The Rutherford County Commission joined with several municipalities Friday to ban burning of any kind in the area due to extremely hot and dry weather conditions that have resulted in multiple fires in recent days.
Mayor Senna Mosley (right) watches as Assistant Fire Chief Robert Kimbrough signs a ban on open burning and fireworks June 29 at city hall in La Vergne. (Photo submitted)
The County Commission voted unanimously to give Chief Larry Farley of the Rutherford County Fire-Rescue Department permanent authority to issue the ban, which immediately went into effect.
“The dry conditions and lack of rain has created a very dangerous environment for grass and forest fires,” Farley said, noting firefighters have already battled large brush fires caused by open burning in the Fosterville and Blackman communities within the past week.
“I am very concerned about the number of fires that could occur because of this weather,” Farley said. “People need to take this situation seriously.”
Although the County Commission does not have the authority to ban fireworks, unlike municipalities, Farley urged residents to abstain from using any during the Fourth of July holiday.
“County residents are urged not to shoot fireworks of any type,” he said, noting people who do not live in unincorporated areas are required to adhere to any bans issued by municipalities in Rutherford County.
Several commissioners echoed Farley’s sentiments, noting the weather has created a dire situation.
“You could cause a death with this extreme heat,” Commissioner Robert Peay Jr. (Dist. 4) said. “Please refrain from shooting fireworks this Fourth of July.”
A few hours after the County Commission passed the resolution, the city of La Vergne announced a ban on fireworks until further notice, effective immediately.
“We have several densely populated neighborhoods,” La Vergne Mayor Senna Mosley said. “Because it is like a tinder box outside, one careless bottle rocket could cause serious harm and damage. Our only goal in this matter is the safety and well-being of La Vergne (residents) and emergency personnel.”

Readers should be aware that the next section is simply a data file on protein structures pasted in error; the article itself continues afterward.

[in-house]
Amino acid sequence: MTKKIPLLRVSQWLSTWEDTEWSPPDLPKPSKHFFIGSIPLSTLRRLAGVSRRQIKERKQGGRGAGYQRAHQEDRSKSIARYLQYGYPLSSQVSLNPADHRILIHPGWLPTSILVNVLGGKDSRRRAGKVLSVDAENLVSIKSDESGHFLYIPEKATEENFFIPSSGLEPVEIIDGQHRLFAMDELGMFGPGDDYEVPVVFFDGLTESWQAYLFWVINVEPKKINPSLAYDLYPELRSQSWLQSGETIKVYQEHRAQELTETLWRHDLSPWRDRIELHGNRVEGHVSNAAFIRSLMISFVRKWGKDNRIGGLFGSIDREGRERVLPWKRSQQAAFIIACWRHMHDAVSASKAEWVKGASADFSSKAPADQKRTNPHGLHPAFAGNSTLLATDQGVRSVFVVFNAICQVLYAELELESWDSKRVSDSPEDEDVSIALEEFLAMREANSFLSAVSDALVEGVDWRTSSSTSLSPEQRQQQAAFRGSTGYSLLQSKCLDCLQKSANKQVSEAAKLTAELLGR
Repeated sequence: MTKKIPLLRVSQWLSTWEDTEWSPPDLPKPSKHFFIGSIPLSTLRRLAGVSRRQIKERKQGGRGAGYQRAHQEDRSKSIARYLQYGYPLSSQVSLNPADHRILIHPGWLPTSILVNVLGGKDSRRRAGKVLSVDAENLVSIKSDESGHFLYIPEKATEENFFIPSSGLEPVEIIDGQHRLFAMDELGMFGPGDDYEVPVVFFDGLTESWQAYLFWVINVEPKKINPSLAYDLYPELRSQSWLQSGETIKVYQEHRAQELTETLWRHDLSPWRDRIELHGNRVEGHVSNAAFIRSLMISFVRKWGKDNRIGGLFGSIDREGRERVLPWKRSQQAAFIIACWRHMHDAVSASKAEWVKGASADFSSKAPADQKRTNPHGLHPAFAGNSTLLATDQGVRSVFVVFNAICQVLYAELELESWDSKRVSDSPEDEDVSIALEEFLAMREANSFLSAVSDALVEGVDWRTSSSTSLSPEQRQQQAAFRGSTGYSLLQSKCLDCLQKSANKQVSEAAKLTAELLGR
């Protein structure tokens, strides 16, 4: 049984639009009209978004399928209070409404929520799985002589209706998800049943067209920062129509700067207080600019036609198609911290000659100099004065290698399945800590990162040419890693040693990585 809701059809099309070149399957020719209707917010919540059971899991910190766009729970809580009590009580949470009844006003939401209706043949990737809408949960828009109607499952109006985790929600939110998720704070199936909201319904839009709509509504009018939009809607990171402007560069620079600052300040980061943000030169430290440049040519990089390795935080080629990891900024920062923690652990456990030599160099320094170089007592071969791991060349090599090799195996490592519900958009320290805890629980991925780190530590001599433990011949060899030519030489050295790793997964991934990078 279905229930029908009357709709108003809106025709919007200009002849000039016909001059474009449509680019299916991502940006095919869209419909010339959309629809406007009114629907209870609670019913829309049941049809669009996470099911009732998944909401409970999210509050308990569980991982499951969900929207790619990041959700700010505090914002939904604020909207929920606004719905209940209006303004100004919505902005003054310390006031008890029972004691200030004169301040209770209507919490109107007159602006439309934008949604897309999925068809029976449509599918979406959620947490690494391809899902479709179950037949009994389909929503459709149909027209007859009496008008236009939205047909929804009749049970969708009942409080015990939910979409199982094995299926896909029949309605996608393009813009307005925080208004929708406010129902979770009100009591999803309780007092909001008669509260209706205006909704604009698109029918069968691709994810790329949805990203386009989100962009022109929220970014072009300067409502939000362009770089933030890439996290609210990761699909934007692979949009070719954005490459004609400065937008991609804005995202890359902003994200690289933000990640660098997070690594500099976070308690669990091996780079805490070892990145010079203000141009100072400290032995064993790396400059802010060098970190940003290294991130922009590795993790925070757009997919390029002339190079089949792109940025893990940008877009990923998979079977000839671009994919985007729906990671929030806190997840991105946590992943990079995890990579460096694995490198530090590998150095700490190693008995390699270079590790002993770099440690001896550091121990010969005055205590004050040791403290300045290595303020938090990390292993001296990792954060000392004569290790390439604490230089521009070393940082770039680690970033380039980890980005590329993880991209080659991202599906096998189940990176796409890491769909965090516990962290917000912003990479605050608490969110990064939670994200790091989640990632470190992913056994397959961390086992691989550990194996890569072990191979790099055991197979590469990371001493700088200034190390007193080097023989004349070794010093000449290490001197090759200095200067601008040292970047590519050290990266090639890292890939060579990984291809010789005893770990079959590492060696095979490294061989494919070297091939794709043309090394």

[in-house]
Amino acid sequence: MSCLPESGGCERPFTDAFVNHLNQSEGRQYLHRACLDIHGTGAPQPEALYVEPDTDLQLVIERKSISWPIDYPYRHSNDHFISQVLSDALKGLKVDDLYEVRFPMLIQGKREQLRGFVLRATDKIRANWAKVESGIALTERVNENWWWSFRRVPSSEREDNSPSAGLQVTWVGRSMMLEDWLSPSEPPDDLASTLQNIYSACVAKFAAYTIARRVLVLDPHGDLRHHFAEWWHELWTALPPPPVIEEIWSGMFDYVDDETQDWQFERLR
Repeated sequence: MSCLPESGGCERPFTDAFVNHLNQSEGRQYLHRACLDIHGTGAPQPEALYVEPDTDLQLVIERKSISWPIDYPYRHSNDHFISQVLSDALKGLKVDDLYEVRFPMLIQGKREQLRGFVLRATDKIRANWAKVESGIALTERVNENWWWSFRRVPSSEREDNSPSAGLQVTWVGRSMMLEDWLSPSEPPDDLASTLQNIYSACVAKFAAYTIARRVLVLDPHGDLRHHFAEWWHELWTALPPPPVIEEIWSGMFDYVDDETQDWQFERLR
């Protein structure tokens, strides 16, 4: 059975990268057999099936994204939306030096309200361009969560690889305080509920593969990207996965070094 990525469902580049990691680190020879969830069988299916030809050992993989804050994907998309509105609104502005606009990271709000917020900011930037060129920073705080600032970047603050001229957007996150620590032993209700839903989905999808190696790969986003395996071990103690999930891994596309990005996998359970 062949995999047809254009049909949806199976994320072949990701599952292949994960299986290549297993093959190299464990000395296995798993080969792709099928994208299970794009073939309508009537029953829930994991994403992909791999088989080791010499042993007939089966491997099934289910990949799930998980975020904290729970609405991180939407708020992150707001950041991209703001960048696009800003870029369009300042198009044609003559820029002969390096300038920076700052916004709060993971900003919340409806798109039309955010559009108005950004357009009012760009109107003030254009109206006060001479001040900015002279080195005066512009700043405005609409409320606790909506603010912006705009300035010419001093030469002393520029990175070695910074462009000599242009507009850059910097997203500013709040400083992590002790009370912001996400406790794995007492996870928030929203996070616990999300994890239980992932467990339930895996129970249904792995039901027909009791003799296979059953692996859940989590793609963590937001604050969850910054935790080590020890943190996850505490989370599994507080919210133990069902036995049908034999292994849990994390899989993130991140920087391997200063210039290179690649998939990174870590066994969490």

The announcement comes on the heels of a ban being enacted in the town of Smyrna, in addition to the already existing law in the city of Murfreesboro.
Interim Fire Marshal Rick McCormick and Assistant Fire Chief Robert Kimbrough, the designee of Chief James Gafford, issued the order to ban lighting fireworks within the city.
Police Chief Mike Walker said that law enforcement will issue citations for violations of the ban, but he warned that life-threatening calls would take priority.
“Although we are slowly building our police force to allow for quick response time for all calls, we do have to prioritize calls based on specific situations happening throughout our city,” Walker said.
In light of the ban, La Vergne officials encouraged residents to attend the annual Patriotic Picnic in the Park celebration, scheduled from 5 p.m. until 9 p.m. at Veterans Memorial Park. The event, which is free and open to the public, will also include a play area for children.
“The firework show at Veterans Memorial Park is operated by a professional pyrotechnics company,” Mosley said. “Additionally, it will be a controlled show because we will have numerous fire trucks on the scene standing by to protect people and property.”